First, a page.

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Economic Risk Exposure of Selected Projects and Risk Attitude of Investors; Evidence from Liberia

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  • Gul, Ejaz
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Abstract

Investment in long lived projects such as buildings are characterized by uncertainties regarding project life, operation and maintenance costs, revenues and other factors that affect project economics. Since the exact values of these variable factors are usually unknown, it is difficult to make economic evaluations with a high degree of reliability. A common approach to project investment analysis is to apply the economic methods for estimates of project input variables and to present results in single value, deterministic terms. Yet failures to account for uncertain input variables expose the decision makers to risk. Current research is about quantifying the economic risk exposure of the projects and willingness of investors to take a chance on an investment of uncertain outcome based on risk attitude. Paper explains typical investment situations of decision makers who do not know with certainty the outcome of their investment and illustrates with probability distribution a way of measuring risk exposure and introduces the use of utility functions to determine a decision maker’s risk attitude. It is concluded from the study that to determine the true value of investments for risk takers, economic analysis must account for increasing marginal satisfaction of higher payoffs with corresponding increases in marginal utility. A firm or institution can use utility theory in a normative or prescriptive role to establish risk policy for investments that support the firm’s or institution’s risk attitude. Overall the paper provides a useful study on economic risk exposure of projects and risk attitudes of investors in Monrovia, the capital of Liberia.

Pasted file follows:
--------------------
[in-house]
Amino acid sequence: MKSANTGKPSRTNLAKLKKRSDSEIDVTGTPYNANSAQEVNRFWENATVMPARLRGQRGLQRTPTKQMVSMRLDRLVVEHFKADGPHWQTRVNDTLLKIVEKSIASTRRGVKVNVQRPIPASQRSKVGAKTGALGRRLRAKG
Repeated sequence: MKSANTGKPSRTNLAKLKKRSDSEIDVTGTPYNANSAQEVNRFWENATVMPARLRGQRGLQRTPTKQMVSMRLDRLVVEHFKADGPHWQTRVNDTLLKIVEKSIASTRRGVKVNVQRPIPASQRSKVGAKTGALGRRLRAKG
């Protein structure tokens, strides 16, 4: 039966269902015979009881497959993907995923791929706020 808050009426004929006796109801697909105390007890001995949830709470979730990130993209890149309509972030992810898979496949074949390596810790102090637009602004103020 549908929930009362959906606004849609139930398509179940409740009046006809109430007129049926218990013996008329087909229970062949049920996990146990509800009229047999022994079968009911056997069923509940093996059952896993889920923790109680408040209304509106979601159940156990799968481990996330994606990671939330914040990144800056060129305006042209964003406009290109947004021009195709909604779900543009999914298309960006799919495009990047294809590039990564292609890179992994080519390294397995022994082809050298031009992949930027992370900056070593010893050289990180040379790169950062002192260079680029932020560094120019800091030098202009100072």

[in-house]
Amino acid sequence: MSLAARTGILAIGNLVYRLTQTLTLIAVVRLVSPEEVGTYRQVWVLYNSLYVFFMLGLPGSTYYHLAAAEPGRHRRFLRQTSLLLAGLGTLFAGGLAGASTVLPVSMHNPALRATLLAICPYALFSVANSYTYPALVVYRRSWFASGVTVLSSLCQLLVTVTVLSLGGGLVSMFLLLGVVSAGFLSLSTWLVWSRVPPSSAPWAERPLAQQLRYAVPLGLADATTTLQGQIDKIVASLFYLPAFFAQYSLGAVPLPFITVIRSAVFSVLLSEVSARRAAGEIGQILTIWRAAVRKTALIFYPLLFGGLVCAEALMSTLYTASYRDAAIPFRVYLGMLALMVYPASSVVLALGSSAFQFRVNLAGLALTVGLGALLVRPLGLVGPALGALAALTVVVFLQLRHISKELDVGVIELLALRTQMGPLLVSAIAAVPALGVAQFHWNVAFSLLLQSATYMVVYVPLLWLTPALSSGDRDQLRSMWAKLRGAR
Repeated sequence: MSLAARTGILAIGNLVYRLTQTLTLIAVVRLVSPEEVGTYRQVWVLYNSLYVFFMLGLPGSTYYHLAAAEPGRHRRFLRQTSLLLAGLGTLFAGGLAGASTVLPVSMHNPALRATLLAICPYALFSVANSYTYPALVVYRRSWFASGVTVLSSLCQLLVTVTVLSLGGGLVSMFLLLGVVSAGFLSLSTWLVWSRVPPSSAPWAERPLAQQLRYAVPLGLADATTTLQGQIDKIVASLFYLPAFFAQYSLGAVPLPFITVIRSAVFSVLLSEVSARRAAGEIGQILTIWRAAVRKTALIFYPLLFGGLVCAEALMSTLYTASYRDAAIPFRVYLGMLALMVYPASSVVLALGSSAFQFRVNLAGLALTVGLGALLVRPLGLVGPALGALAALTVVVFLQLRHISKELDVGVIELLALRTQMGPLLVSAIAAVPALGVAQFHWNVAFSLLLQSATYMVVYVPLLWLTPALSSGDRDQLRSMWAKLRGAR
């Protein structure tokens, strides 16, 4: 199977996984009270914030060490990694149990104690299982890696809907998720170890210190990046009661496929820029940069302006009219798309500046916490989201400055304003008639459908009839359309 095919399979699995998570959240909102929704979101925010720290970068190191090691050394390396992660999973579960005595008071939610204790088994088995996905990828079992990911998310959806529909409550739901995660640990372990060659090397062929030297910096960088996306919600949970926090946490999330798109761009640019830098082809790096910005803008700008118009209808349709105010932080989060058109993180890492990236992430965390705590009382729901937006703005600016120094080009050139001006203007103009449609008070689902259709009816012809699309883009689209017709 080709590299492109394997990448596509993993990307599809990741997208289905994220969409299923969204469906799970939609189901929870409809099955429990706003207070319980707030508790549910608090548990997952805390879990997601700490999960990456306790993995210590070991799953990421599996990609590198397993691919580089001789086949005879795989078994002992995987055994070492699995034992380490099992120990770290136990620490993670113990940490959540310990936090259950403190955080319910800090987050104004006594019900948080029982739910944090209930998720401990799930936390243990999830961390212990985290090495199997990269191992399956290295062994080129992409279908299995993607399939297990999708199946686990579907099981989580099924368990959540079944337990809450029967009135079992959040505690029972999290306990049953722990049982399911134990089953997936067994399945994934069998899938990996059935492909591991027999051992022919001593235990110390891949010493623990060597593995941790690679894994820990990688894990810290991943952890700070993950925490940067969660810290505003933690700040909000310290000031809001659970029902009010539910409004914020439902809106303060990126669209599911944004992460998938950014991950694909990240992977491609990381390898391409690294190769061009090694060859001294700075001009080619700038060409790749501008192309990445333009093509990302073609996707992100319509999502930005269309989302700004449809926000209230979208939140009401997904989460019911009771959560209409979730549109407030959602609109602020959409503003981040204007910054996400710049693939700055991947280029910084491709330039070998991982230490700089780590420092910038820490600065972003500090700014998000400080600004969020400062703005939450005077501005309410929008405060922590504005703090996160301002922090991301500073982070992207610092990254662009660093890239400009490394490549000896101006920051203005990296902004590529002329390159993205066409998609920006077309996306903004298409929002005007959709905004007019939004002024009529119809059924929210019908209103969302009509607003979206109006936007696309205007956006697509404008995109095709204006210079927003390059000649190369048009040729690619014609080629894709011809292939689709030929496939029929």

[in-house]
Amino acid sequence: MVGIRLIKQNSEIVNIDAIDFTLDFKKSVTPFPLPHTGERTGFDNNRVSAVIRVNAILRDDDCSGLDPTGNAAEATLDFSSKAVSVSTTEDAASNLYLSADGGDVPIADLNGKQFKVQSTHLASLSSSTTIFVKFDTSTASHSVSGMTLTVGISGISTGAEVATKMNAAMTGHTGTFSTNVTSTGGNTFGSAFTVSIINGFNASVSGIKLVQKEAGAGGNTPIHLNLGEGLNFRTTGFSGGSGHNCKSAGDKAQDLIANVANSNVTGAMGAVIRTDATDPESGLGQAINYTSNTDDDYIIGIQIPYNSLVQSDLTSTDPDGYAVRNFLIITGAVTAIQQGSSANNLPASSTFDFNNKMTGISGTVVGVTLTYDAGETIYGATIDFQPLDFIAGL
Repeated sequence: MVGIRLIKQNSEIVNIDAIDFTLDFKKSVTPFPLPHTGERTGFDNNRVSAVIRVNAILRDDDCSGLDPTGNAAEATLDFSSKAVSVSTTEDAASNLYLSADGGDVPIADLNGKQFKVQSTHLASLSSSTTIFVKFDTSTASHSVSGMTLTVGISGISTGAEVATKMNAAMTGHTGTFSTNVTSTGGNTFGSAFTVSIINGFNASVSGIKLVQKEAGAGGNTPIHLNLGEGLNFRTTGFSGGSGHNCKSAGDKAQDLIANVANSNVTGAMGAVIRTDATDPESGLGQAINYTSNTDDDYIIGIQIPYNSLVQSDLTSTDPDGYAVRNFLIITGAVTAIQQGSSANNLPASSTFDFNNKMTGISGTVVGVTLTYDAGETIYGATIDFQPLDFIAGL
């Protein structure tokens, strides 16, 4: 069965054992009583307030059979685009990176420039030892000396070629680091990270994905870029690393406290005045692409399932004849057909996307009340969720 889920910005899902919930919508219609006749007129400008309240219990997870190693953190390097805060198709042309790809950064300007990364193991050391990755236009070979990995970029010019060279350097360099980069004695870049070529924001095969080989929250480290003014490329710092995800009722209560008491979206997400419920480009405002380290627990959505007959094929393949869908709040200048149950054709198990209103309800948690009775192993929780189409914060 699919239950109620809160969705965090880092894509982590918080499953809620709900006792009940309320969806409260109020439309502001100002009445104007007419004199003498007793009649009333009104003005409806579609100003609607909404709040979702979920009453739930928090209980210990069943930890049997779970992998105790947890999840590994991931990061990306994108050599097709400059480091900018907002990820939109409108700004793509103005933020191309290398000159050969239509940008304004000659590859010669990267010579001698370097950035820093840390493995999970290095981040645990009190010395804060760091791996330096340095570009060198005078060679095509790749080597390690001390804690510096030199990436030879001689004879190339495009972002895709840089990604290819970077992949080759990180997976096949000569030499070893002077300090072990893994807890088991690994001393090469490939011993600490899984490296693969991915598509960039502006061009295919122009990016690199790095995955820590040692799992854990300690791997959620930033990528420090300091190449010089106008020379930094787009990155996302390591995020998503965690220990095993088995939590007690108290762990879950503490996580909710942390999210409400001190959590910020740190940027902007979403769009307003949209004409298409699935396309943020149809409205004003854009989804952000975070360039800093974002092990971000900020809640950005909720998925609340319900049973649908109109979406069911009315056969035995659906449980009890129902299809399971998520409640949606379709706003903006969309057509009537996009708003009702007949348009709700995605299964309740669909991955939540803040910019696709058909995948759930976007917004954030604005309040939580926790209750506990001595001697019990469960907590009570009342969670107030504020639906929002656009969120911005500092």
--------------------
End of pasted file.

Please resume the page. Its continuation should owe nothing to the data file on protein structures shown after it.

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Paper provided by University Library of Munich, Germany in its series MPRA Paper with number 48221.

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Date of creation: 09 Jul 2013
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Handle: RePEc:pra:mprapa:48221

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Keywords: Investment; economic; risk exposure; probability function; risk attitude; utility function.;

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  1. Arrow, Kenneth J, 1994. "Methodological Individualism and Social Knowledge," American Economic Review, American Economic Association, vol. 84(2), pages 1-9, May.
  2. Eckel, Catherine C. & Grossman, Philip J., 2008. "Men, Women and Risk Aversion: Experimental Evidence," Handbook of Experimental Economics Results, Elsevier.
  3. Hausman, Daniel M & McPherson, Michael S, 1993. "Taking Ethics Seriously: Economics and Contemporary Moral Philosophy," Journal of Economic Literature, American Economic Association, vol. 31(2), pages 671-731, June.
  4. Brennan, Timothy J., 1993. "The Futility of Multiple Utility," Economics and Philosophy, Cambridge University Press, vol. 9(01), pages 155-164, April.
  5. Broome,John, 1999. "Ethics out of Economics," Cambridge Books, Cambridge University Press, number 9780521642750, April.
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  1. #HEJC papers for August 2013
    by academichealtheconomists in The Academic Health Economists' Blog on 2013-07-31 23:00:48

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